Monday, June 23, 2008
Brave young woman
A post today, to talk about this amazing woman that I had the good fortune to marry: Maty Bombay Diop-Cariaga. Let me state up front that I don't want this post to be a saccharine, syrupy, cloying mess. I try never to write that way. I assure you, dear reader, anything I commit to type on this blog is sincere and as close to the truth as I can manage.
That granted, I continue. I've said it before and I will say it again: the woman I married is a better person than am I. She's motivated; she's smart; she's deeply moral; and she doesn't have a mean bone in her body. And, above all, she is brave.
Maty came here to Portland in 2003, from one of Africa's poorest countries, Burkina Faso. When she arrived, she spoke minimal English, and had only an 8th-grade education.
Since that time she has become fluent in English (at least in conversational English; she's still working on reading/writing comprehension), studied at the local community college, applied for and been granted permanent resident status, and entered into the working economy. She has held two jobs here, both of which she found through her own pluck and determination, overcoming imperfect language skills and an alien culture.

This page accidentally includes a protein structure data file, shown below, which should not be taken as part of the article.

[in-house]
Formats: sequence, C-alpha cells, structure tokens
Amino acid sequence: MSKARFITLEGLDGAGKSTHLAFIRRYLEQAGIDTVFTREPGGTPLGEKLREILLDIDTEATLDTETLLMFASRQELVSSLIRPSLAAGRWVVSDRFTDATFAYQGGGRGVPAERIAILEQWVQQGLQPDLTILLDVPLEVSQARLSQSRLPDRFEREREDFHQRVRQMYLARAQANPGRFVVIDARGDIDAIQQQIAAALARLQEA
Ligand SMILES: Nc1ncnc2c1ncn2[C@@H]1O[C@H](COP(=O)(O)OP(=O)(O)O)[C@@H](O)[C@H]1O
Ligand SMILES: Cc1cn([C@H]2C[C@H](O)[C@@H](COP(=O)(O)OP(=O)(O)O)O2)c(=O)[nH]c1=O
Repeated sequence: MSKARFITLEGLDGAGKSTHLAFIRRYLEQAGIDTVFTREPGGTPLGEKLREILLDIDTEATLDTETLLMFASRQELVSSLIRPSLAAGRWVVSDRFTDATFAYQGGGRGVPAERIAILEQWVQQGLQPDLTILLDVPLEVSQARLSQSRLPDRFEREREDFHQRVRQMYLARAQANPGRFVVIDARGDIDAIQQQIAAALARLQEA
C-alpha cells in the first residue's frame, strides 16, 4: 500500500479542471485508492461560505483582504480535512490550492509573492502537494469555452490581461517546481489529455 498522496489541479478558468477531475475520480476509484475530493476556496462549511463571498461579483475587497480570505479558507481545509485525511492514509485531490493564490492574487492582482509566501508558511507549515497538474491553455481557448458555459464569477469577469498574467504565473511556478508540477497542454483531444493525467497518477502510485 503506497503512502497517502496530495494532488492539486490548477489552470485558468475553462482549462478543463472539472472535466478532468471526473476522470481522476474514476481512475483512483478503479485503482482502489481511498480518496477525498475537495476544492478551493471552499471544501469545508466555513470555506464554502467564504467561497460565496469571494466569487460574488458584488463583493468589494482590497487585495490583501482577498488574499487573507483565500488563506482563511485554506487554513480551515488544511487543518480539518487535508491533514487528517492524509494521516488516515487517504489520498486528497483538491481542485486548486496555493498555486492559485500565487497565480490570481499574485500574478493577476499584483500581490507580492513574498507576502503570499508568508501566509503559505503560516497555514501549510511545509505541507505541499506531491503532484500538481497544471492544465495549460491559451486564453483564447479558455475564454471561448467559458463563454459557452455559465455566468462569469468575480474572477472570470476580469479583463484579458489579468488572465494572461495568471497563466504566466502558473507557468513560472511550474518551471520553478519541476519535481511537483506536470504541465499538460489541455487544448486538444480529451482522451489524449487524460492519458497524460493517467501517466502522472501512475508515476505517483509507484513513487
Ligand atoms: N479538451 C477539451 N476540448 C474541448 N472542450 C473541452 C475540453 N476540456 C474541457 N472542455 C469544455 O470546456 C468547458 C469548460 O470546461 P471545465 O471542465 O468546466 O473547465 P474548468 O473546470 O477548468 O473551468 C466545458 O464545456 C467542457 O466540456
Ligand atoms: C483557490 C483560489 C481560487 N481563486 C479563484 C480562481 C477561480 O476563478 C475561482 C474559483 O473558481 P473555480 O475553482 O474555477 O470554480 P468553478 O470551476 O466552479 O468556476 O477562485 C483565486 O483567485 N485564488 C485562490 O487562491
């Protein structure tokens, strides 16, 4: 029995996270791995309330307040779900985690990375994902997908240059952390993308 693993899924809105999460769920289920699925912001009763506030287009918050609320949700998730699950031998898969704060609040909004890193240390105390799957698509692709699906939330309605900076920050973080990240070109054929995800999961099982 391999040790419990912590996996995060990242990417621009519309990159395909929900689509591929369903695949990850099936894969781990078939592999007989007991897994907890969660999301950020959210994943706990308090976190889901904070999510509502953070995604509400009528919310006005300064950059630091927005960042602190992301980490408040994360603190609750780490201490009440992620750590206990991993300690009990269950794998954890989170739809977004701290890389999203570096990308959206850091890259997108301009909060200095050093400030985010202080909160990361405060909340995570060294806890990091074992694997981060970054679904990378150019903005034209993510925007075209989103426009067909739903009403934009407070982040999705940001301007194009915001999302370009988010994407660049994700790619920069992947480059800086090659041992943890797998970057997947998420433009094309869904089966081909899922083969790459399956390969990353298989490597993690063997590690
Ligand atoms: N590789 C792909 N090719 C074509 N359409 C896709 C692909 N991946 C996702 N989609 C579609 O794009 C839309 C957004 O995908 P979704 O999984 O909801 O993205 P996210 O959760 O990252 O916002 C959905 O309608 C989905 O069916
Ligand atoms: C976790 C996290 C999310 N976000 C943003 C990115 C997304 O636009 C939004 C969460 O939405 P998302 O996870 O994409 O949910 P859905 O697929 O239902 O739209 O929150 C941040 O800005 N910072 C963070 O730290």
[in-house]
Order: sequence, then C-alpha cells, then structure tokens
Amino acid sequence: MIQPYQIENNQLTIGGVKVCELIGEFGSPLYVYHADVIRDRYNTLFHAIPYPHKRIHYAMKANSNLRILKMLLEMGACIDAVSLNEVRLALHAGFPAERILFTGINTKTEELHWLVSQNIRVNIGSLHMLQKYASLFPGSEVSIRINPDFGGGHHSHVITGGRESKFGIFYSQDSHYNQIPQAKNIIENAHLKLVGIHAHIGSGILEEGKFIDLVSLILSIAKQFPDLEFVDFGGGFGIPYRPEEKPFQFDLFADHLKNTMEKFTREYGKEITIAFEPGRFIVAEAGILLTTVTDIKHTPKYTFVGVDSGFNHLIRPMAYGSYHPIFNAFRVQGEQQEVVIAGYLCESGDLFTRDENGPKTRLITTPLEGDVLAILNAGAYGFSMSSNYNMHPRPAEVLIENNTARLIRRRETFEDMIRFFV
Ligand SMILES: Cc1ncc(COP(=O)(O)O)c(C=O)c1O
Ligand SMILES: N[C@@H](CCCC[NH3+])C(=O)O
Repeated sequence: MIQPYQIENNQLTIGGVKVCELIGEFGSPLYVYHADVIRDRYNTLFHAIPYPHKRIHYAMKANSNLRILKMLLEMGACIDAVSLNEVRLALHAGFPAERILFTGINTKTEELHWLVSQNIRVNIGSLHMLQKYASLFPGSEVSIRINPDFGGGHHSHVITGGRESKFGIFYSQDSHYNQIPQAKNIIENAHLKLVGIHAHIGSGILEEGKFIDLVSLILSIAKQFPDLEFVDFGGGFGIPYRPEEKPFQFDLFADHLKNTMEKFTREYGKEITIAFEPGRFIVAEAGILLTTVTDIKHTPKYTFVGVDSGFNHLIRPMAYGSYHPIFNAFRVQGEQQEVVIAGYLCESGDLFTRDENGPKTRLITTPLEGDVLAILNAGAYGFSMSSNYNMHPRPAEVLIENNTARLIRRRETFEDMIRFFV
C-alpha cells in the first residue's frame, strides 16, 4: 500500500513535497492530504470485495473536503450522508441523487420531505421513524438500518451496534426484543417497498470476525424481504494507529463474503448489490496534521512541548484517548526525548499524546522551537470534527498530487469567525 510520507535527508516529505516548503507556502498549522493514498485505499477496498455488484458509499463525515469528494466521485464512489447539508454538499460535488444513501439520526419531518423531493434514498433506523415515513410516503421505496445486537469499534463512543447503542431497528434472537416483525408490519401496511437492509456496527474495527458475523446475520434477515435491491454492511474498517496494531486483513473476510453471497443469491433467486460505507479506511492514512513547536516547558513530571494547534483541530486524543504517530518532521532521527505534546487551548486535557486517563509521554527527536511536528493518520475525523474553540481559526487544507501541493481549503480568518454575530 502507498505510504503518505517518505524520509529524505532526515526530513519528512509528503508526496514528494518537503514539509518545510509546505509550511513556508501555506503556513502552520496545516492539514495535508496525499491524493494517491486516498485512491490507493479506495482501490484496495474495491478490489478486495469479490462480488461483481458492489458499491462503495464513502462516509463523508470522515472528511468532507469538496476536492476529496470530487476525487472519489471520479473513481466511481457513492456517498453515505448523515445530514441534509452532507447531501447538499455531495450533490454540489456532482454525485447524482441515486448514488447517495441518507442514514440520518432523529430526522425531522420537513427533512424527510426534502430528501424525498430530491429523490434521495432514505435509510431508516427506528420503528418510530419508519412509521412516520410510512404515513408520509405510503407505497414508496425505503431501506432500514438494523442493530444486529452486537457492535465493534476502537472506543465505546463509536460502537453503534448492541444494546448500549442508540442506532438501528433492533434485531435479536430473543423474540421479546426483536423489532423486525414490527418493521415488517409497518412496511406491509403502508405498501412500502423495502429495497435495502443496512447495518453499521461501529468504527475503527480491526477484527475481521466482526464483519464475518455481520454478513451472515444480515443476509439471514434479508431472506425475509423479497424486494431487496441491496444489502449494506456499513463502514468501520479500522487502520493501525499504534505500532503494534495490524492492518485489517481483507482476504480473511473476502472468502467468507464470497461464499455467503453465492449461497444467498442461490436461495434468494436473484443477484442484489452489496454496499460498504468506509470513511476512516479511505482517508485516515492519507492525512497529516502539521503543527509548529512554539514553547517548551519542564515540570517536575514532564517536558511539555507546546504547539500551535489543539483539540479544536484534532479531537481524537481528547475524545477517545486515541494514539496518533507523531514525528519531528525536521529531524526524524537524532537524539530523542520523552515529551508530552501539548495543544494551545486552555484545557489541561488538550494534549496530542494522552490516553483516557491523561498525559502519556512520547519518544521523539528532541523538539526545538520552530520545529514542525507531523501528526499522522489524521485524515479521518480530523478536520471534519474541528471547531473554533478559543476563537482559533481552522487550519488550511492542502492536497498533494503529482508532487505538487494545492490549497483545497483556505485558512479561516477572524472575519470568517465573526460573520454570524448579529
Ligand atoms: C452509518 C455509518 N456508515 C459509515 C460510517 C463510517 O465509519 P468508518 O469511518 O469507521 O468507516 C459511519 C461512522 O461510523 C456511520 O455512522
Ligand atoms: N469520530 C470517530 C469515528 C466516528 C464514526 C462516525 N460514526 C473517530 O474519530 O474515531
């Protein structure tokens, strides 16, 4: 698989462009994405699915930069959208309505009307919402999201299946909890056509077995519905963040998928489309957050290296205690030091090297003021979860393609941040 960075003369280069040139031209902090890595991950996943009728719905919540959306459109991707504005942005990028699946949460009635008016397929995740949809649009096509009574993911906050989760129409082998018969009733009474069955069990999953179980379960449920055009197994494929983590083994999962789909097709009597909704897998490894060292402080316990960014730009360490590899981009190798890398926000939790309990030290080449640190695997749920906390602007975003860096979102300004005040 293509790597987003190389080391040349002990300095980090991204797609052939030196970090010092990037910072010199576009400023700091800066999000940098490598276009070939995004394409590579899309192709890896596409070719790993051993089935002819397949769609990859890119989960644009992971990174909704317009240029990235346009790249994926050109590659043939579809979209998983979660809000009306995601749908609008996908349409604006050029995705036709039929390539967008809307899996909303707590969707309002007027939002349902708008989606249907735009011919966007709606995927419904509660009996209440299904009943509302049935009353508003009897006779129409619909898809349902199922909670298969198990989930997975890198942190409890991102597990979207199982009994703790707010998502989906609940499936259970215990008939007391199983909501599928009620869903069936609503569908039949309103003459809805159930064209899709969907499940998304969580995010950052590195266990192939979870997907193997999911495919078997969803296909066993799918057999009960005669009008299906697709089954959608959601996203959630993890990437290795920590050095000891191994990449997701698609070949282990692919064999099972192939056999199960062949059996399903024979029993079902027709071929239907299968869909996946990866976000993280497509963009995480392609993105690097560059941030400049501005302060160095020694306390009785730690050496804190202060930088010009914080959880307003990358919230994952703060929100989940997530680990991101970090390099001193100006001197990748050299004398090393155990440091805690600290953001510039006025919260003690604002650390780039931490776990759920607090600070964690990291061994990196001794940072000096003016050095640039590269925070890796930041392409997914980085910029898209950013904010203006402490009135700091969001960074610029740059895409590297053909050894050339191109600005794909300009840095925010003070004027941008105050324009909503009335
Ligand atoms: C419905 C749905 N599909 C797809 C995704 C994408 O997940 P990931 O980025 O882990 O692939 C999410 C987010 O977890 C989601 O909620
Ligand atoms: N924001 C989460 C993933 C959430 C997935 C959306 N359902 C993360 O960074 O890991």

Today, Maty embarks on a significant step in her continuing journey. Certified Nursing Assistant (CNA) classes begin at Portland Community College.
I wasn't there to see her set out from the house, but I know her now, after two and a half years of marriage. She put on her sweater (she's always cold...she's an African in the cool Pacific Northwest, after all), strapped on her backpack and strode out to meet the new challenge with determination and aplomb. She doesn't drive, so I assume she walked down to the corner of Hawthorne and SE 37th and hopped on the 14 bus, toting her laptop computer, her books, and her school supplies.
This class will be a challenge for her, I know. But I also have confidence in her determination, her emotional strength, and her smarts. Whatever may come in life, Maty will always face it with courage and compassion.
When Maty left Africa, it was with the knowledge that she would likely never again live in her homeland, in close proximity to all the people she knew and loved. But she set out, anyway, determined to make a new and better life for herself, without knowing what she would find in America.
Whenever I get to feeling sorry for myself (sadly, that is altogether too often), I try to imagine how it must have been for a young woman in Burkina Faso as she said goodbye to her family and friends to travel half a world away and start a new life in a completely alien country. Any anxiety I might have about changes in my own life seem silly.